It is said that this area used to be a hunting ground for the Suwa Shrine, and as a connection to this area, six houses with magnificent gates were built, which is said to have started the village.


In this area, hunters are called “Ryu” (dragon), and the hunting ground was called “Ryu-jyutai” (dragon stand).


Manto” is the name of a place where Shingen, when he attacked Takato Castle, held up many torches and marched on the castle, which made him look like an army of 10,000 cavalrymen, and the people of Shibira were afraid of him.

Suwa Shrine

According to records, the Suwa Shrine was dedicated in the late Heian period (794-1185), which reminds us of the long history of Shibira village.

Hokkemichi Monument

Mr. Kitahara and other local people have devoted themselves to the revival of Hokkemichi, and Ina City has officially designated Hokkemichi as an ancient road.

Gumyou-ji Temple

This temple is said to have sheltered Prince Muneyoshi during the Nanbokucho Period (1568-1568), built a mansion in the mountains with his followers, and dug a pond. In the Muromachi period (1336-1573), the temple was converted to a Nichiren sect temple by Nichigaku Shonin saint, a priest of the Nichiren sect of Buddhism at Minobusan, but it suffered some disasters during the Warring States period, including being burned down by the forces of Nobunaga Oda. The temple is also known as a golf temple, where a professional golfer went out of his way to pray at the temple and soon after won the championship.

Ensho-ji Temple

This temple is related to Hokkemichi, which was originally a Yakushido built in the early Heian period and was converted to Buddhism by Nichijo Shonin saint, a priest of Nichiren-shu who preached at Koza-iwa during the Muromachi period (1336-1573). The road in front of the temple is Hokkemichi Road, which leads to Akiba Road via Hase. From mid-May, the temple is in its Peony season, which attracts many tourists as the “Peony Temple”.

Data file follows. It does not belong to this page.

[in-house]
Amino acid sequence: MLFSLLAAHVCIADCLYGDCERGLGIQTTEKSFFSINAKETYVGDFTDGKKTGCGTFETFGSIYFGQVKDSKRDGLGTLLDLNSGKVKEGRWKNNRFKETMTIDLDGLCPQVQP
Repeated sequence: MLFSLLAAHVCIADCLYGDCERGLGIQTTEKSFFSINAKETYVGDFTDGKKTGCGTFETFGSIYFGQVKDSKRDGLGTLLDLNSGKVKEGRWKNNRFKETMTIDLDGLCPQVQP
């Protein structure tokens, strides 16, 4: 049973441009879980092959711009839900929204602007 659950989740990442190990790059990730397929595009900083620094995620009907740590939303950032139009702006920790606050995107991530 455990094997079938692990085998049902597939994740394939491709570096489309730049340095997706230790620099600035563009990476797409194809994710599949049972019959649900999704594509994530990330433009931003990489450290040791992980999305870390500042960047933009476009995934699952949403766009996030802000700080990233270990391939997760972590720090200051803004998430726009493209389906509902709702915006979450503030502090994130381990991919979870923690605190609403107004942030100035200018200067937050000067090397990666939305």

Hokkemichi Route Information

There seem to be two possible routes from the Ina-Takato side of Hokkemichi, one starting from Shibira along the Yamamuro River and the other from Akasaka, a village a little closer to Takato. Although the Shibira route has more historical sites, there is no clear historical basis for either route. Here we present the route from Akasaka as an ascent and the Shibira route as a descent. There are no technical or physical difficulties, but the route from Akasaka is somewhat unclear in some places, so please proceed with caution and look at a map.

The Hokkemichi route from the Fujimi-cho side on the east side is not clear.
It seems to be due to the fact that the route lost its purpose as a road in the Edo period (1603-1867), when the development of roads between cities progressed and the surrounding villages began to manage their forests. In present-day Fujimi-cho Wakamiya, which is believed to be the entrance to Hokkemichi, there are no historical sites that indicate Hokkemichi as a route, although there are a few traces left along the old Kamakura Road. In Fujimi Town, as in Ina City, the assumed route seems to have been verified, but none of them seem to be certain. Therefore, it cannot be called an ancient Hokkemichi, but please refer to it as an approach route from Fujimi side to Mt. Nyukasa-yama.

●Akasaka Route Mountaineering Data

Technical level: 2
Physical strength level: 4
Difficulty level:★★★

Itinerary: Round trip is 1 night and 2 days; day trip is also possible if you are able to walk.
Walking time: 12.3km From Akasaka to Irikasashi Farm via Mt. Nyukasa.
Walking distance: 6 hours of climbing
Accumulated elevation gain:+1,146m−443m

Hokkedo Akasaka Route Akasaka ~ Waterhole ~ Kamba Rock ~ Goshodaira Pass ~ Koza Rock ~ Ohahara Wetland ~ Mt. Irukasa ~ Irukasa Farm

:Mountain Villa Information
Ina Takato Akasaka Parking space

Elevation 1,022m

↓ 20 minutes

Tanehira hut

Elevation 1,120m

↓ 40 minutes